Ethnic groups urge Senate to block ‘self-sufficiency test’ for pension

Vulnerable migrants most affected by government's proposal to change pension waiting fimes to as much as 15 years, say ethnic groups. Source: AAP

The government’s plan to lengthen pension waiting times to as much as 15 years will hurt vulnerable migrants, community groups claim.

Ethnic groups have slammed as “unfair” government changes that would delay access to the aged pension for migrants who received payments from Centrelink, or have not spent five straight years working in Australia.

The changes will also apply to the disability pension.

Migrants would have to demonstrate they have lived in Australia for 10 years before claiming the pension, with at least five years spent working.

If they cannot point to five years of employment, they will need to show they did not access welfare – including the dole and Youth Allowance – for at least five of the years they lived in the country.

People who fail both requirements can still get the pension, but will need to wait 15 years instead of 10.

The Federation of Ethnic Communities' Council is warning the “mean-spirited” changes would have an unfair impact on migrants, especially new arrivals and low-income earners.

“It’s really penalising the people that can least afford it,” FECCA chair Joe Caputo told SBS World News.

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The government estimates the measure will save $119 million over the next four years.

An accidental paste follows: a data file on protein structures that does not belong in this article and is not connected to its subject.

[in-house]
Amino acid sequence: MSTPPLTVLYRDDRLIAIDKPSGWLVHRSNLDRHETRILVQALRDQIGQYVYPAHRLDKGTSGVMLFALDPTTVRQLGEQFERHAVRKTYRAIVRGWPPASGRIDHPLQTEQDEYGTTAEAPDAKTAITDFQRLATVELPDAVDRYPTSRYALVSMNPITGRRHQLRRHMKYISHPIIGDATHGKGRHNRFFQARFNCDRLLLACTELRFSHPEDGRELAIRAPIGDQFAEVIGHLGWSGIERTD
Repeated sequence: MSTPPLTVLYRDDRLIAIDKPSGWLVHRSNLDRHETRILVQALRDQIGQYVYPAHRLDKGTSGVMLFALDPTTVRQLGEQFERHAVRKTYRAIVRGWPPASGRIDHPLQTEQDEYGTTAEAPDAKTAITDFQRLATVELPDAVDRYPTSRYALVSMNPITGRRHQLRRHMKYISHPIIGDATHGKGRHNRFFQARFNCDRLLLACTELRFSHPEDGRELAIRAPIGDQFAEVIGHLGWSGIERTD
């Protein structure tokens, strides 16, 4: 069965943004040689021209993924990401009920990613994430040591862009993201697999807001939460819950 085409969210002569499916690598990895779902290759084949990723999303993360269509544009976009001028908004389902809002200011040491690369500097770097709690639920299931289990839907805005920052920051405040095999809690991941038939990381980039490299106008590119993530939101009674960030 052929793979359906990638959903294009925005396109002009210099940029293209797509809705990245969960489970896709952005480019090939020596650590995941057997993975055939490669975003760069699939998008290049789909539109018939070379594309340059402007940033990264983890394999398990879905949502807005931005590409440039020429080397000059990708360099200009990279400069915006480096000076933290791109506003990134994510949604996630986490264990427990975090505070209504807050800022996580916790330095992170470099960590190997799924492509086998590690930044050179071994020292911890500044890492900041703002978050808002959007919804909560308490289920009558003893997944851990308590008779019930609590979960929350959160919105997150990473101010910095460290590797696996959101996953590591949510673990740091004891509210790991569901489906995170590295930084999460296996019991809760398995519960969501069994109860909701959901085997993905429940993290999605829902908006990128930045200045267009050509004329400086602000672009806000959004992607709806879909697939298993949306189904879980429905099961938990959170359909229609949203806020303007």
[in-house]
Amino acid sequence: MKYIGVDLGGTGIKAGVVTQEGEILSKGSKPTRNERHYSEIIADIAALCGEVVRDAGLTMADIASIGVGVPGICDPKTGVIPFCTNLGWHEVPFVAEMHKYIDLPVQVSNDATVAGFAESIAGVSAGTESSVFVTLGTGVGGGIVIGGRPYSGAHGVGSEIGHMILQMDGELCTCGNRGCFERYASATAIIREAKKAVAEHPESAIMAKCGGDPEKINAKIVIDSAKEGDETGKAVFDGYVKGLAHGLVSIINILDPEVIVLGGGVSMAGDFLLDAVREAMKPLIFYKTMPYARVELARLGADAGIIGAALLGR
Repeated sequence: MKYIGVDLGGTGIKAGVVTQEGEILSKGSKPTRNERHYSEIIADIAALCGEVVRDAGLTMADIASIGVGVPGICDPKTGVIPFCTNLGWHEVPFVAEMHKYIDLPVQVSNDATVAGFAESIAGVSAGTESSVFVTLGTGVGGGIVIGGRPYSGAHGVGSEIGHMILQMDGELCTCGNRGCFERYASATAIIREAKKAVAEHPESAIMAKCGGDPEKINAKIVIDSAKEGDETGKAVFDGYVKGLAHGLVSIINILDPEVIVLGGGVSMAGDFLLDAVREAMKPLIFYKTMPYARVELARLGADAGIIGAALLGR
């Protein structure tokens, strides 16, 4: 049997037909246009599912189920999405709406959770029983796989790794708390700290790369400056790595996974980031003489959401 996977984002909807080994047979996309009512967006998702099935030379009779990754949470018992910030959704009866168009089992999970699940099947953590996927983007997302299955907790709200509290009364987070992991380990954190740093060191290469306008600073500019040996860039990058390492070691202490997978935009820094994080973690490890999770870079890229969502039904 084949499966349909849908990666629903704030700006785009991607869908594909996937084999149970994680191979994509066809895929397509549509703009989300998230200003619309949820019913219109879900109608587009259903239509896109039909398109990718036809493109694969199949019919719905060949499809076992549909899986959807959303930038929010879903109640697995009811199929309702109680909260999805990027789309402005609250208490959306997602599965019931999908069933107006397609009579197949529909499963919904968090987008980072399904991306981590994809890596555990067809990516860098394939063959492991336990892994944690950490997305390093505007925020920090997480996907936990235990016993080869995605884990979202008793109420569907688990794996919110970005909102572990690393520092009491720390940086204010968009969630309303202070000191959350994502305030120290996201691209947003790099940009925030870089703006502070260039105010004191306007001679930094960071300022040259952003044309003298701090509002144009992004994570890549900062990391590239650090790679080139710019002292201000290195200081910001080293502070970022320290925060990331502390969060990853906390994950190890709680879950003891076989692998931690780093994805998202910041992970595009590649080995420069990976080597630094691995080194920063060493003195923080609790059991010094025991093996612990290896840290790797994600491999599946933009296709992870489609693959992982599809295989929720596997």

An additional measure to block supplementary payments for pensioners who spend more than six weeks overseas will save another $150 million over the same period.

“If you’re making really small savings, is it worth doing it? You’re affecting a small number of people negatively, and yet, [there will be] very little impact on our overall economy,” Mr Caputo said.

Social services minister Christian Porter argued it was fair for the government to expect migrants to make an economic contribution before claiming the pension.

"This will mean that most people accessing the pension will have made some contribution to the Australian economy through paid work and paying taxes before they receive a pension," Mr Porter said in June, shortly after the reforms were announced in the 2017 Budget. 

FECCA will join other community groups in giving testimony to a Senate committee will on Thursday that will investigate the push to tighten pension residency requirements.

The group is urging a government “rethink” and calling on the Senate to block the measure.

If passed, the change would not affect current pension or disability pension recipients.

The changes form part of a bundle of welfare cuts expected to net almost $900 million in savings over the forward estimates. 

Source: James Elton-Pym

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